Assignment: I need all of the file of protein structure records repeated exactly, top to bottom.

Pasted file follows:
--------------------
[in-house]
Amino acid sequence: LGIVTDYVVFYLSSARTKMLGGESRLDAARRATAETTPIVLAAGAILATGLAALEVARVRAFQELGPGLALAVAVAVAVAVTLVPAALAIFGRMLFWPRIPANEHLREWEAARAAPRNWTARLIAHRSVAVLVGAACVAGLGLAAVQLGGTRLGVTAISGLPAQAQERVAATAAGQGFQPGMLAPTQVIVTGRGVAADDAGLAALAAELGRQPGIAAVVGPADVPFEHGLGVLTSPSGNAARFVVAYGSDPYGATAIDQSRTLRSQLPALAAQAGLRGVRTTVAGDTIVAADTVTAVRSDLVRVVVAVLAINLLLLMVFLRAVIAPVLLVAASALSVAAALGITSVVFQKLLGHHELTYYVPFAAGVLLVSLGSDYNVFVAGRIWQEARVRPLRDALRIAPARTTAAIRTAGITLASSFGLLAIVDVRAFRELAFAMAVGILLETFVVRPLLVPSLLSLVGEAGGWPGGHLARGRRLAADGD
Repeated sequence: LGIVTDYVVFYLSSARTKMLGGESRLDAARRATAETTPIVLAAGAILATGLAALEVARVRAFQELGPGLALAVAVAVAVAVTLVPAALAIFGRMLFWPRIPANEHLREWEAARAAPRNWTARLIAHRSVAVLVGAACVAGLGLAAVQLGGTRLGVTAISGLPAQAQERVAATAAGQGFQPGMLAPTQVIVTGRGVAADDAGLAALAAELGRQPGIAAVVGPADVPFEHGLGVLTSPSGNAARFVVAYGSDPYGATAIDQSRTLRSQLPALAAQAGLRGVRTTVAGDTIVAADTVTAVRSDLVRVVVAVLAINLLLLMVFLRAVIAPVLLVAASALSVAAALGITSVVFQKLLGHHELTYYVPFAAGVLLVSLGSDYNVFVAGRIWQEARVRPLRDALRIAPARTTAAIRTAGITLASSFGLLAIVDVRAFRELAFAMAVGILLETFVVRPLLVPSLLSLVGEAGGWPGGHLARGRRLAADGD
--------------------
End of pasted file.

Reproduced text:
[in-house]
Amino acid sequence: LGIVTDYVVFYLSSARTKMLGGESRLDAARRATAETTPIVLAAGAILATGLAALEVARVRAFQELGPGLALAVAVAVAVAVTLVPAALAIFGRMLFWPRIPANEHLREWEAARAAPRNWTARLIAHRSVAVLVGAACVAGLGLAAVQLGGTRLGVTAISGLPAQAQERVAATAAGQGFQPGMLAPTQVIVTGRGVAADDAGLAALAAELGRQPGIAAVVGPADVPFEHGLGVLTSPSGNAARFVVAYGSDPYGATAIDQSRTLRSQLPALAAQAGLRGVRTTVAGDTIVAADTVTAVRSDLVRVVVAVLAINLLLLMVFLRAVIAPVLLVAASALSVAAALGITSVVFQKLLGHHELTYYVPFAAGVLLVSLGSDYNVFVAGRIWQEARVRPLRDALRIAPARTTAAIRTAGITLASSFGLLAIVDVRAFRELAFAMAVGILLETFVVRPLLVPSLLSLVGEAGGWPGGHLARGRRLAADGD
Repeated sequence: LGIVTDYVVFYLSSARTKMLGGESRLDAARRATAETTPIVLAAGAILATGLAALEVARVRAFQELGPGLALAVAVAVAVAVTLVPAALAIFGRMLFWPRIPANEHLREWEAARAAPRNWTARLIAHRSVAVLVGAACVAGLGLAAVQLGGTRLGVTAISGLPAQAQERVAATAAGQGFQPGMLAPTQVIVTGRGVAADDAGLAALAAELGRQPGIAAVVGPADVPFEHGLGVLTSPSGNAARFVVAYGSDPYGATAIDQSRTLRSQLPALAAQAGLRGVRTTVAGDTIVAADTVTAVRSDLVRVVVAVLAINLLLLMVFLRAVIAPVLLVAASALSVAAALGITSVVFQKLLGHHELTYYVPFAAGVLLVSLGSDYNVFVAGRIWQEARVRPLRDALRIAPARTTAAIRTAGITLASSFGLLAIVDVRAFRELAFAMAVGILLETFVVRPLLVPSLLSLVGEAGGWPGGHLARGRRLAADGD